Having postponed their Toast to Our Differences tour earlier this year, the East London lads didn’t disappoint fans when they landed in Perth on the weekend, bringing a fresh spin to their electro-pop, reggae-esque beats. From the school yard to the global stage the four producers and musicians have grown in musical prowess, melding genres together through an array of instruments. Joining Piers Aggett, Kesi Dryden, Leon Rolle (DJ Locksmith) and Amir Amor, Ghana-born Bridgette Amofah and fresh-faced 2016 Britain’s Got Talent semi-finalist, Morgan Connie Smith, brought feminine swag, whilst world-class trumpet player Mark Crown and renowned keeper of beats Beanie lifted their live performance with individual flair.
No instrument or role leads any one of the ensemble’s songs. Instead, the music allows each musician space to express their own voice and identity—whether that be through the jazzy trumpet solos, distinct synth riffs, rolling electric guitar or bold vocals.
Rudimental’s music is more than just beats to rave too—though their earlier tune Rumour Mill transcended me back to my teenage years—it’s about feeling alive and the power that comes from living life in the moment.
The divine goddesses graced the front stage several times throughout the night. The hair-raising vocals from Bridgette Amofah for Free were elevated by the underlying bass and the gospel choir-like harmonies. Morgan Connie Smith and Leon Rolle (DJ Locksmith) took to centre-stage, bouncing to the reggae melody of Let Me Live—a gesture of both women being empowered by one another in song.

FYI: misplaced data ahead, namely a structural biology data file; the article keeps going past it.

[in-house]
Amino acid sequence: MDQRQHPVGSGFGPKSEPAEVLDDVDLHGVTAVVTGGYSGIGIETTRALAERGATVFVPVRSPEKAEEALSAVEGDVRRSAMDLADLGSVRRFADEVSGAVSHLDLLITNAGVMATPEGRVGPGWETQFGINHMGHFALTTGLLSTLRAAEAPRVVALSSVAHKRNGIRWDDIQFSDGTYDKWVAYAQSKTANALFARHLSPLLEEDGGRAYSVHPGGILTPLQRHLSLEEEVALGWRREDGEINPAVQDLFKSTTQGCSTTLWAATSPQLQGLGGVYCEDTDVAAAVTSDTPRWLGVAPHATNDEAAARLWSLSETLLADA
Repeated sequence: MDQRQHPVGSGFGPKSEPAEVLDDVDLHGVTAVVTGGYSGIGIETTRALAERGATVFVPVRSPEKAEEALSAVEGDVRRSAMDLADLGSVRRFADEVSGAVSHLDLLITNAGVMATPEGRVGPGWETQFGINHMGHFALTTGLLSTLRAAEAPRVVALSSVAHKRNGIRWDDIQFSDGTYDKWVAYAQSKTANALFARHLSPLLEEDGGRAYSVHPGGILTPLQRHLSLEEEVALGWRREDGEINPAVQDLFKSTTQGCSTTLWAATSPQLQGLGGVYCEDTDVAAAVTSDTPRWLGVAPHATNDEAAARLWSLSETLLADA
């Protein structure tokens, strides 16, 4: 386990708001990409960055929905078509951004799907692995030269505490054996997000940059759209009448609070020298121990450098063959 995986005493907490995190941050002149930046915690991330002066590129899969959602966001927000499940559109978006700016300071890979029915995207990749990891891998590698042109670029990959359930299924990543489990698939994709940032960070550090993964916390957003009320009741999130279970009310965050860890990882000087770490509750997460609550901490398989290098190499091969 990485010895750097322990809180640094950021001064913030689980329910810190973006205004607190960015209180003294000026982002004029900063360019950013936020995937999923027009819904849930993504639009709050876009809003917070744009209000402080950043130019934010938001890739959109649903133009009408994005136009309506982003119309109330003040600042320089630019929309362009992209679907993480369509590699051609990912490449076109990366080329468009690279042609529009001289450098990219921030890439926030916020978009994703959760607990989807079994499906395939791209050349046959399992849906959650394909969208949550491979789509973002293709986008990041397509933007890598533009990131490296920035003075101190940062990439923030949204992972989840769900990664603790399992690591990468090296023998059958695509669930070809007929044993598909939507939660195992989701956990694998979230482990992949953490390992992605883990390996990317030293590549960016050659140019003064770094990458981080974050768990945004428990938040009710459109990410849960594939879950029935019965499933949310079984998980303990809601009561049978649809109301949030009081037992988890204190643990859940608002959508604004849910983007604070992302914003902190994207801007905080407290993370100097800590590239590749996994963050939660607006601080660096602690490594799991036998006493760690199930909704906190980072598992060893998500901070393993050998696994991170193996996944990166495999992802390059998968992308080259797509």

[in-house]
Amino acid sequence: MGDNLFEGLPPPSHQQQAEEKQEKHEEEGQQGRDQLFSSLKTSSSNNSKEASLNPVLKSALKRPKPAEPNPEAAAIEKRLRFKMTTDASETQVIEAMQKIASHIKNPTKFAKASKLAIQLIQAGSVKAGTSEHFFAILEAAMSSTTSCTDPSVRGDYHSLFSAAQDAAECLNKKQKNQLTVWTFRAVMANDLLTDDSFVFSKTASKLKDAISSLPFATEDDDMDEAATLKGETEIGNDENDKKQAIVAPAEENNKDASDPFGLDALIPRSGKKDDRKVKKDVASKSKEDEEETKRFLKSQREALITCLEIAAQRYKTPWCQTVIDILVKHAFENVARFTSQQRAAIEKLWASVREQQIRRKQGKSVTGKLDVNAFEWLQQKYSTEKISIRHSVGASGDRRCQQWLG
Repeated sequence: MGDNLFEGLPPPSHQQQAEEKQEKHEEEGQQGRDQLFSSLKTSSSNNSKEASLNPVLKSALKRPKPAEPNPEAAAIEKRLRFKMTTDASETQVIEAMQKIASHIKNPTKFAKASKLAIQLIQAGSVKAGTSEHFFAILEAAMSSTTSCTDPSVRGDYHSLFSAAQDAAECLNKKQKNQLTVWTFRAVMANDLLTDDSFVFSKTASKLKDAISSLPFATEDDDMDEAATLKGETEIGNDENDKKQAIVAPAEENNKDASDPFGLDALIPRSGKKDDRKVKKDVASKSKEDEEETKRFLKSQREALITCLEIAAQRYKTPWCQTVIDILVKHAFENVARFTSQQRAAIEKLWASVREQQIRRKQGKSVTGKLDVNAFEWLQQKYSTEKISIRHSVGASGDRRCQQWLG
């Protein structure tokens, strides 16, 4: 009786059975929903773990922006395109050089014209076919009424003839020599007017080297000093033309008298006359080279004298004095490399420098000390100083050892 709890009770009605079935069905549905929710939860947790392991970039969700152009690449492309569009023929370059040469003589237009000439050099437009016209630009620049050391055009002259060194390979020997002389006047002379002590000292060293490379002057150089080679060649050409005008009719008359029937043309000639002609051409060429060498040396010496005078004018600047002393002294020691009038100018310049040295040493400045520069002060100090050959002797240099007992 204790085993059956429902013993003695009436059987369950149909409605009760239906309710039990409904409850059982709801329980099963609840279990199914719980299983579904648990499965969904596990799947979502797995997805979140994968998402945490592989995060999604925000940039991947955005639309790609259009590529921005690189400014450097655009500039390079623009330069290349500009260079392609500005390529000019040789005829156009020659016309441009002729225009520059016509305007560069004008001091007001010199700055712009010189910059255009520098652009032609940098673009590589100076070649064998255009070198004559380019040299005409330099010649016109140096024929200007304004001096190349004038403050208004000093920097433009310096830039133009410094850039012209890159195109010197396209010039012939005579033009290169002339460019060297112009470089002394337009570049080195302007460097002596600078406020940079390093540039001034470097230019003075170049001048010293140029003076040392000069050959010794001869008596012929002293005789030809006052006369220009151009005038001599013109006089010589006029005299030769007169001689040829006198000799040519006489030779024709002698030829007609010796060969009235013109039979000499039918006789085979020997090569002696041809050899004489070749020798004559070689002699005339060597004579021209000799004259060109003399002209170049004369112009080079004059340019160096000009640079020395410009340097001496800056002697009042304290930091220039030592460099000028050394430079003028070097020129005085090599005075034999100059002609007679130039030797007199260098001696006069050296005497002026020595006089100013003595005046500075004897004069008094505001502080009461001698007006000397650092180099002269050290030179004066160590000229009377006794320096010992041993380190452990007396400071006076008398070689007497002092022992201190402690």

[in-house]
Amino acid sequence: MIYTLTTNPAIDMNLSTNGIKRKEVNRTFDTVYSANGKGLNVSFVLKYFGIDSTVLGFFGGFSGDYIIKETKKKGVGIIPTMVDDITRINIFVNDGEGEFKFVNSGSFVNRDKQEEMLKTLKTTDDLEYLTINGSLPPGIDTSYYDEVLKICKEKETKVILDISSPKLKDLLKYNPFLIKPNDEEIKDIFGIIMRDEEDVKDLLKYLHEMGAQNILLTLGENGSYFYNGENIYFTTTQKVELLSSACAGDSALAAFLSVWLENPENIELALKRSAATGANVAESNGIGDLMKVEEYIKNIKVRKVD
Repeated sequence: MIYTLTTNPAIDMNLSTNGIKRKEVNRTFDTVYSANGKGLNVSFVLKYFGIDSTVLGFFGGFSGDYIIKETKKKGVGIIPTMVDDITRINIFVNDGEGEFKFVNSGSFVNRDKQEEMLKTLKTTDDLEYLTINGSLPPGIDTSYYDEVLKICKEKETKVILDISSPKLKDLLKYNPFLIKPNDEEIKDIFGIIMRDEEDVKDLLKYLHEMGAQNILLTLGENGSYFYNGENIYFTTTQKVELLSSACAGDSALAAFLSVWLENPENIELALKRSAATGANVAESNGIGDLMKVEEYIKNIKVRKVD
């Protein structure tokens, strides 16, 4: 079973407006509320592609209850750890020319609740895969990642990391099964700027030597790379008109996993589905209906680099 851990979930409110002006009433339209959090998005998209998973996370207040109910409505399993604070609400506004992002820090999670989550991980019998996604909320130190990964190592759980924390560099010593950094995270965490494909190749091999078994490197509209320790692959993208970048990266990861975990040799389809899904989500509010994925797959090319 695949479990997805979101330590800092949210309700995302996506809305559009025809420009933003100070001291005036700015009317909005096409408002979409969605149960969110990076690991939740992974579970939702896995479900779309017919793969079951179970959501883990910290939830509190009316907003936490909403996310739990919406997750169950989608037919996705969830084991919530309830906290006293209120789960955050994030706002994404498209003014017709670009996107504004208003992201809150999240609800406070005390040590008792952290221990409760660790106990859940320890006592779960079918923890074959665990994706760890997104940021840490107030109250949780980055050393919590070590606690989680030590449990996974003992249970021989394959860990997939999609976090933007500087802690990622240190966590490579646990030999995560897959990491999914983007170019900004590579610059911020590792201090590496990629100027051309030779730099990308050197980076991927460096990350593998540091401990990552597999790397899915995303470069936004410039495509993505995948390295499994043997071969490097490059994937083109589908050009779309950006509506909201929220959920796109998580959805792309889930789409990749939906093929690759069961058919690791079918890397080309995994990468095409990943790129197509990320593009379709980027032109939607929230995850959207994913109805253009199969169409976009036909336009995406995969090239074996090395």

A crowd favourite, the feel-good title track of their latest record shouted a powerful message of “live let live”, alluded to subtly throughout the album. Unlike the drum N bass sounds that precede their latest record, Toast to Our Differences explores social and cultural themes bringing a unique sound influenced by the members’ heritage. Though these experiences are wholly their own, they resonate with multiracial audiences because the struggles spoken about are not exclusive but completely human on varying levels.
The varied tempo of Beanie’s drums in Summer Love ebbed and flowed building to climatic levels controlling how the audience moved like marionettes. The dream like vocals floated over the top of the marching drum beat meeting the electronic dance feel of the synth Rudimental is famous for.
The raving crowd ceased when acting MC, Piers rose his hands in a heart-shaped formation, instantly reflected by the concertgoers whose anticipation grew for the song that started it all. Feel the Love launched the ensemble from a few thousand UK punters ‘party’ playlists to global stardom in 2012. Distinguished by the trumpet solo appearing halfway through the track, Mark Crown didn’t disappoint with an extended melody melting into chants of “one more song” before the band had properly exited the stage.
An encore of Waiting All Night belted out by Amofah and Rolle gave the crowds that final spur of energy to pump them up ready for a Friday night of house beats at their local nightclub.